Derivation and external validation of the PLASMIC score for rapid assessment of adults with thrombotic microangiopathies: a cohort study

Pavan K Bendapudi, Shelley Hurwitz, Ashley Fry, Marisa B Marques, Stephen W Waldo, Ang Li, Lova Sun, Vivek Upadhyay, Ayad Hamdan, Andrew M Brunner, John M Gansner, Srinivas Viswanathan, Richard M Kaufman, Lynne Uhl, Christopher P Stowell, Walter H Dzik, Robert S Makar
Lancet Haematology 2017, 4 (4): e157-e164

BACKGROUND: Among the syndromes characterised by thrombotic microangiopathy, thrombotic thrombocytopenic purpura is distinguished by a severe deficiency in the ADAMTS13 enzyme. Patients with this disorder need urgent treatment with plasma exchange. Because ADAMTS13 activity testing typically requires prolonged turnaround times and might be unavailable in resource-poor settings, a method to rapidly assess the likelihood of severe ADAMTS13 deficiency is needed.

METHODS: All consecutive adult patients presenting to three large academic medical centres in Boston, MA, USA, with thrombotic microangiopathy and a possible diagnosis of thrombotic thrombocytopenic purpura between Jan 8, 2004, and Dec 6, 2015, were included in an ongoing multi-institutional registry (the Harvard TMA Research Collaborative). Univariate analysis was used to identify covariates for a logistic regression model predictive of severe ADAMTS13 deficiency (≤10% activity). A clinical point score was generated, and its diagnostic performance was assessed using internal and external validation cohorts and compared to clinical assessment alone.

FINDINGS: 214 patients with thrombotic microangiopathy were included in the derivation cohort. A seven-component clinical prediction tool, termed the PLASMIC score, was developed and found to reliably assess the pretest probability of severe ADAMTS13 deficiency (C statistic 0·96, 95% CI 0·92-0·98). Our diagnostic model was reproducibly accurate in both the internal (0·95, 0·91-0·98) and external (0·91, 0·85-0·95) validation cohorts. The scoring system also more consistently diagnosed thrombotic microangiopathy due to severe ADAMTS13 deficiency than did standard clinical assessment, as measured by C statistic (0·96, 95% CI 0·92-0·98 for PLASMIC vs 0·83, 0·77-0·88 for clinical assessment; p<0·0001) and mean Brier score (0·065 for PLASMIC vs 0·111 for clinical assessment; mean paired difference 0·05, 95% CI 0·01-0·08; p<0·0001). When utilised in addition to clinical assessment, the PLASMIC score contributed significant discriminatory power (integrated discrimination improvement 0·24, 95% CI 0·11-0·37).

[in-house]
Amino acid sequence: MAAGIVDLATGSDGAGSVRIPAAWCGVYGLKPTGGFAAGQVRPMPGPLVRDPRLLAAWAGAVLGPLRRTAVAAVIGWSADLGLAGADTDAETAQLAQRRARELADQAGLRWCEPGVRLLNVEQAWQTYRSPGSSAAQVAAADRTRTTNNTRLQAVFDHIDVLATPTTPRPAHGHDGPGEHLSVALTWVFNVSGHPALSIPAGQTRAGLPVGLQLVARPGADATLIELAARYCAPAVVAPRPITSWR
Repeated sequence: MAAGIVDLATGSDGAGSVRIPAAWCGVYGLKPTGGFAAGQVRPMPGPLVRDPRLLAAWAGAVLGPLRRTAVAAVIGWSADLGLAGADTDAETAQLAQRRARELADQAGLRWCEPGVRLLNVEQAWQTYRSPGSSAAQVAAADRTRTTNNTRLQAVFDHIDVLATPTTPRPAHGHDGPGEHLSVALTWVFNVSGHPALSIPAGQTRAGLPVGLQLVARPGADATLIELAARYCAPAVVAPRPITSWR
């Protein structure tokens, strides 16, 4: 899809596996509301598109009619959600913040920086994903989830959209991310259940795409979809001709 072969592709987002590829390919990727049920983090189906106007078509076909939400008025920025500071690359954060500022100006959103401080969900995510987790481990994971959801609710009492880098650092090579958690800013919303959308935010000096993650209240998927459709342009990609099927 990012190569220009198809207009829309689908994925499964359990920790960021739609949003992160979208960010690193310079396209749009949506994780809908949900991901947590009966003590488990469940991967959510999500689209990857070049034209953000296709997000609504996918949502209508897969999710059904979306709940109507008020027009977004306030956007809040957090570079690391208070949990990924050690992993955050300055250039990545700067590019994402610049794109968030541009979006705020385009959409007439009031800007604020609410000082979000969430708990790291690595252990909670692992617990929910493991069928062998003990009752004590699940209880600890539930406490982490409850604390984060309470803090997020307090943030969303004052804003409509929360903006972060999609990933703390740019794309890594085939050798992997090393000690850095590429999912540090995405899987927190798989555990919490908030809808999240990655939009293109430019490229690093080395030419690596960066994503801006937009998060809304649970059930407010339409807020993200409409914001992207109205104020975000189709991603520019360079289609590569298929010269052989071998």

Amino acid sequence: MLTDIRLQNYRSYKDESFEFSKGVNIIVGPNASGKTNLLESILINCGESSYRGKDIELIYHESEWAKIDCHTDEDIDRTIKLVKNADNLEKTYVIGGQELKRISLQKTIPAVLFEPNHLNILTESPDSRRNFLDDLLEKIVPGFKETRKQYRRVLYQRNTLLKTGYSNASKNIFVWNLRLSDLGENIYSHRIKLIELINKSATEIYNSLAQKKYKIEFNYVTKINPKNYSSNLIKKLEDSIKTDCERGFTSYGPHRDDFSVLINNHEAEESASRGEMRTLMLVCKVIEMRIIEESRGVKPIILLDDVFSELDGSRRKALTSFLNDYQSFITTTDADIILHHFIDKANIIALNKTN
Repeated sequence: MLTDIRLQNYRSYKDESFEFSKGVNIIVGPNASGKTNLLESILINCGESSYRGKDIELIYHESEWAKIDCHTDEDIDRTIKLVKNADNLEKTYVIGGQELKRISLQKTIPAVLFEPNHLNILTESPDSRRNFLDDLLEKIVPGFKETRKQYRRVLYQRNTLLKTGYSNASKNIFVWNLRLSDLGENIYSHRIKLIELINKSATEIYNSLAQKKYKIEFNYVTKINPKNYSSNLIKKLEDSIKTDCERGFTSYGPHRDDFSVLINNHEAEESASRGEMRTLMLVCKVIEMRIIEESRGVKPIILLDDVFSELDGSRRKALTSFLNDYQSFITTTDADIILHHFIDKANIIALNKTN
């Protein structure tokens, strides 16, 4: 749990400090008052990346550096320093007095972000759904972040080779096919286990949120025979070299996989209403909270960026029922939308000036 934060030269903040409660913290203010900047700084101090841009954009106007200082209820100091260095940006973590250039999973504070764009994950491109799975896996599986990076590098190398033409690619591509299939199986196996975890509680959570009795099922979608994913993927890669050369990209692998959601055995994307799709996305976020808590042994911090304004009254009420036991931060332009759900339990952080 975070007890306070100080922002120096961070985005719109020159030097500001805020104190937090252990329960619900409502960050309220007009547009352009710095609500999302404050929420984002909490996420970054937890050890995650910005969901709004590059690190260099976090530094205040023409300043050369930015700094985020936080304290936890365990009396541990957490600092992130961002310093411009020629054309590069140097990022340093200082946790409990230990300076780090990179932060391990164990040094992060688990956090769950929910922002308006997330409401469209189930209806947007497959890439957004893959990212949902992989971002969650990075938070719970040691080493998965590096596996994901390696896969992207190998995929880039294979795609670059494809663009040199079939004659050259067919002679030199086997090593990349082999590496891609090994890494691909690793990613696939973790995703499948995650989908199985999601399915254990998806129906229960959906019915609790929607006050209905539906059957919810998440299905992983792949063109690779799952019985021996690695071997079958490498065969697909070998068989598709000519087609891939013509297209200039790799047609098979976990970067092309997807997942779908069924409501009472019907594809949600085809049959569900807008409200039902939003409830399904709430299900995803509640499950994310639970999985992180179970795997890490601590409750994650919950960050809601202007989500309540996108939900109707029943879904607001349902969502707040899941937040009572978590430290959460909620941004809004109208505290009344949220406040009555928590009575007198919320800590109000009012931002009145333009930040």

INTERPRETATION: We have developed and validated a clinical prediction tool-the PLASMIC score-to stratify patients with thrombotic microangiopathy according to their risk of having severe ADAMTS13 deficiency. We have shown that this scoring system is superior to standard clinical assessment in addressing the diagnostic challenge presented by thrombotic microangiopathy. Its use, together with clinical judgment, may facilitate treatment decisions in patients for whom timely results of ADAMTS13 activity testing are unavailable.

FUNDING: The Luick Family Fund of Massachusetts General Hospital.

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